The first hunter/gatherers at the lake were aboriginal people of the Algonquin nation. They named the lake Kaijick Manitou after their chief, meaning "Cedar Spirit".
The lake was renamed Loon Lake and then Long Lake, by the white surveyors.
Native families such as Bernard, Lavallee and Baptiste were some of the first settlers. Of these, Algonquin Chief Jean Baptiste and his family are believed to be the earliest resident. Hence the village and lake were named Baptiste.
The village of LAmable has its homes, concrete and lumber industries and a gas station/variety store. Old LAmable had horse racing, cricket fields, a stage service, two churches and all the trimmings of a growing little mill town. Going northwest from the highway on the old LAmable Road, we can only find four of those original buildings still standing. Its worth an excursion to see the pine Presbyterian Church (built 1881), the first graveyard in North Hastings, and the remains of pioneer dams and millworks. Theres an interesting story on how LAmable got its name. Found in a mimeographed pamphlet called a short sketch of old LAmable written in 1972 by Russ Barker. Barker reports the old people found three branches of Indians living in the Bancroft region. The Baptistes were in Herschel Township. The Lavallees closer to Coe Hill, and the LAmables. These families were very interconnected, and other accounts put the Lavallees on both LAmable Lake and Baptiste Lake. Certainly Frank Lavallee lived on Baptiste, while others in his family moved further north to Hay Lake and the Whitney area.
J.F. Tait told the following story about how LAmable got its name: ....the main inlet into LAmable Lake flows through an area of marshlands before it enters the lake. This creek is supplemented by a number of small tributaries. The combined streams flow into the lake at a point known as the falls. Back in these marshlands, an Indian by the name of Lavallee was engaged in breaking the beaver dams, thus sending the beaver down stream and over the falls. His son, LAmable Lavallee, was placed there to shoot the beaver as they came down. He had a shotgun and was standing ready for action. He was leaning on his gun and .the toe of his moccasin touched the trigger and discharged the gun with the result that he was killed. The lake was soon named LAmable after this Indian boy. The village too, then and thereafter, has been known as LAmable.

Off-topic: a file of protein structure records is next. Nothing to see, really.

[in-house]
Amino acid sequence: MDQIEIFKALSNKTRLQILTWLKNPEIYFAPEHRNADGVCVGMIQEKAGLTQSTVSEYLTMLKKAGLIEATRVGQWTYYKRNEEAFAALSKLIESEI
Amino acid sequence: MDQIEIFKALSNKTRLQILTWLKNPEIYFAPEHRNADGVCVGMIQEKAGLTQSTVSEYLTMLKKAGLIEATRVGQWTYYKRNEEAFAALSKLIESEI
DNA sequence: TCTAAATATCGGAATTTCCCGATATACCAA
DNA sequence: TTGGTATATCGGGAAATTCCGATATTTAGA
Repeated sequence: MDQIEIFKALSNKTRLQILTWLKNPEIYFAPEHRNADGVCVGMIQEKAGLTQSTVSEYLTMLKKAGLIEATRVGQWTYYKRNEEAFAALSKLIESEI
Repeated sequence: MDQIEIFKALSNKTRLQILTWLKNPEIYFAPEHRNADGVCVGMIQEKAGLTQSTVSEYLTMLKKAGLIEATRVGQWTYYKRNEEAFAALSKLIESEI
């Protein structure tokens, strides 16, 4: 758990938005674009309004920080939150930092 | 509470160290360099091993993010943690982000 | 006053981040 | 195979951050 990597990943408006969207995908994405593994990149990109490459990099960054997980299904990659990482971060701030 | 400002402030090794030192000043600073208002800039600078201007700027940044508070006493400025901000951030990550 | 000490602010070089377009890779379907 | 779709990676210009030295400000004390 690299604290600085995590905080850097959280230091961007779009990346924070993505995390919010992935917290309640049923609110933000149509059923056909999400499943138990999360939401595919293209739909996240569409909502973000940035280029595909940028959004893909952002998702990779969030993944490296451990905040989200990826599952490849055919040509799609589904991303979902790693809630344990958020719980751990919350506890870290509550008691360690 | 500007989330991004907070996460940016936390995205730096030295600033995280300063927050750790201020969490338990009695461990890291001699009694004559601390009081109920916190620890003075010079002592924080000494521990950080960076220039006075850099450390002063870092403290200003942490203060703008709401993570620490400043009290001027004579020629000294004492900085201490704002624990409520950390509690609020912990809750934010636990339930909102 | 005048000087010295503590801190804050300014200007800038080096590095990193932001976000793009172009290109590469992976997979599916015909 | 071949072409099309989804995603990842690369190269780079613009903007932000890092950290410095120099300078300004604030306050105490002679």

Of course, LAmable is French and could be translated as the loved one. Such French names as LAmable and Lavallee were taken by the Algonkian Indians when they lived with the French missionaries. As for the white settlers, they arrived with the construction of the Hastings colonization road. It was built as a grand door opening the riches of inner Ontario, but ended in the words one of its chief builders, as: one long, long trail of abandoned farms, adversity, blasted hopes, broken hearts and exhausted ambition. (C.F. Aylesworth, Jr. P.L.S.).
One of those who packed his dreams into the wilderness was William Robinson. In the early 1860s he built a water mill where a creek draining LAmable Lake crossed the Old Hastings Road. By one account, Robinson hired another settler, Robert Easton, to teach him the millers trade. William Robinson registered his lots 34 to 36 of Hastings Road in 1866, but he may have settled previously. Three years later John F. Robinson joined him next door. The neighbour to the south was John R. Tait who became the crown land agent, Post Master and storekeeper. Below that was Isaac and William Stimears, who patented in 1868.
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